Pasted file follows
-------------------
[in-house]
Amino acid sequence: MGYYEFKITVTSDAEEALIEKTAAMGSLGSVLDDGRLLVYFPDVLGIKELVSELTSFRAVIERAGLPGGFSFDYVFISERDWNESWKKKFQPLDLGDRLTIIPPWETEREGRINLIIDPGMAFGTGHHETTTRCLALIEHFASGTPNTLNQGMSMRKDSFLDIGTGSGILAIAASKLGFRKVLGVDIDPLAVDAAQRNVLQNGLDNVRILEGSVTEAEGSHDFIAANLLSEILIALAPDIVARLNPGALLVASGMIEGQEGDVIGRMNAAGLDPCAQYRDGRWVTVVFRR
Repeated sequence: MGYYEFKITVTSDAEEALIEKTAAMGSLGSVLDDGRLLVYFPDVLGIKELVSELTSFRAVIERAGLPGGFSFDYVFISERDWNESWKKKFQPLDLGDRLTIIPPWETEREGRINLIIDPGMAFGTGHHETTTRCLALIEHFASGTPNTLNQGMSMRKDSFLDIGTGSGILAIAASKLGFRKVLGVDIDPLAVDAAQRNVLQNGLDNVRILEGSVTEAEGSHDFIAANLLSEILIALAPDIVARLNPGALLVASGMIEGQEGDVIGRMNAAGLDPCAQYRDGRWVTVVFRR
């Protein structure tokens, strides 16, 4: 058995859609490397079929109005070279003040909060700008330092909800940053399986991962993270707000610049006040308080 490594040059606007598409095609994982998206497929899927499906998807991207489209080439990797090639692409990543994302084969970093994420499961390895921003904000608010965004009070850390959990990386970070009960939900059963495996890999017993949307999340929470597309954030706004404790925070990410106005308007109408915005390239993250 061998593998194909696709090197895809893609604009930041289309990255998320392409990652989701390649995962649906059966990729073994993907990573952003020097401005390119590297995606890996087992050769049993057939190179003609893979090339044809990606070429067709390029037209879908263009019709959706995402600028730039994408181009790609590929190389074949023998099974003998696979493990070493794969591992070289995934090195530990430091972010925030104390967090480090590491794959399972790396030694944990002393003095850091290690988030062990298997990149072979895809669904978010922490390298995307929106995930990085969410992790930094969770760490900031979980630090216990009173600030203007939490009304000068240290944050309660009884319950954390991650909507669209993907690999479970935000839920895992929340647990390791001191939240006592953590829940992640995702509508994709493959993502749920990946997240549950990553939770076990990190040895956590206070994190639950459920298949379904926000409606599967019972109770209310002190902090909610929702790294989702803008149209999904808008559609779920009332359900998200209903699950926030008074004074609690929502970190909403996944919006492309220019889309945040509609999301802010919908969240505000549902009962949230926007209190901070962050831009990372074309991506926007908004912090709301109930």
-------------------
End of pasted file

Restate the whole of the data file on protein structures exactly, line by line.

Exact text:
[in-house]
Amino acid sequence: MGYYEFKITVTSDAEEALIEKTAAMGSLGSVLDDGRLLVYFPDVLGIKELVSELTSFRAVIERAGLPGGFSFDYVFISERDWNESWKKKFQPLDLGDRLTIIPPWETEREGRINLIIDPGMAFGTGHHETTTRCLALIEHFASGTPNTLNQGMSMRKDSFLDIGTGSGILAIAASKLGFRKVLGVDIDPLAVDAAQRNVLQNGLDNVRILEGSVTEAEGSHDFIAANLLSEILIALAPDIVARLNPGALLVASGMIEGQEGDVIGRMNAAGLDPCAQYRDGRWVTVVFRR
Repeated sequence: MGYYEFKITVTSDAEEALIEKTAAMGSLGSVLDDGRLLVYFPDVLGIKELVSELTSFRAVIERAGLPGGFSFDYVFISERDWNESWKKKFQPLDLGDRLTIIPPWETEREGRINLIIDPGMAFGTGHHETTTRCLALIEHFASGTPNTLNQGMSMRKDSFLDIGTGSGILAIAASKLGFRKVLGVDIDPLAVDAAQRNVLQNGLDNVRILEGSVTEAEGSHDFIAANLLSEILIALAPDIVARLNPGALLVASGMIEGQEGDVIGRMNAAGLDPCAQYRDGRWVTVVFRR
């Protein structure tokens, strides 16, 4: 058995859609490397079929109005070279003040909060700008330092909800940053399986991962993270707000610049006040308080 490594040059606007598409095609994982998206497929899927499906998807991207489209080439990797090639692409990543994302084969970093994420499961390895921003904000608010965004009070850390959990990386970070009960939900059963495996890999017993949307999340929470597309954030706004404790925070990410106005308007109408915005390239993250 061998593998194909696709090197895809893609604009930041289309990255998320392409990652989701390649995962649906059966990729073994993907990573952003020097401005390119590297995606890996087992050769049993057939190179003609893979090339044809990606070429067709390029037209879908263009019709959706995402600028730039994408181009790609590929190389074949023998099974003998696979493990070493794969591992070289995934090195530990430091972010925030104390967090480090590491794959399972790396030694944990002393003095850091290690988030062990298997990149072979895809669904978010922490390298995307929106995930990085969410992790930094969770760490900031979980630090216990009173600030203007939490009304000068240290944050309660009884319950954390991650909507669209993907690999479970935000839920895992929340647990390791001191939240006592953590829940992640995702509508994709493959993502749920990946997240549950990553939770076990990190040895956590206070994190639950459920298949379904926000409606599967019972109770209310002190902090909610929702790294989702803008149209999904808008559609779920009332359900998200209903699950926030008074004074609690929502970190909403996944919006492309220019889309945040509609999301802010919908969240505000549902009962949230926007209190901070962050831009990372074309991506926007908004912090709301109930």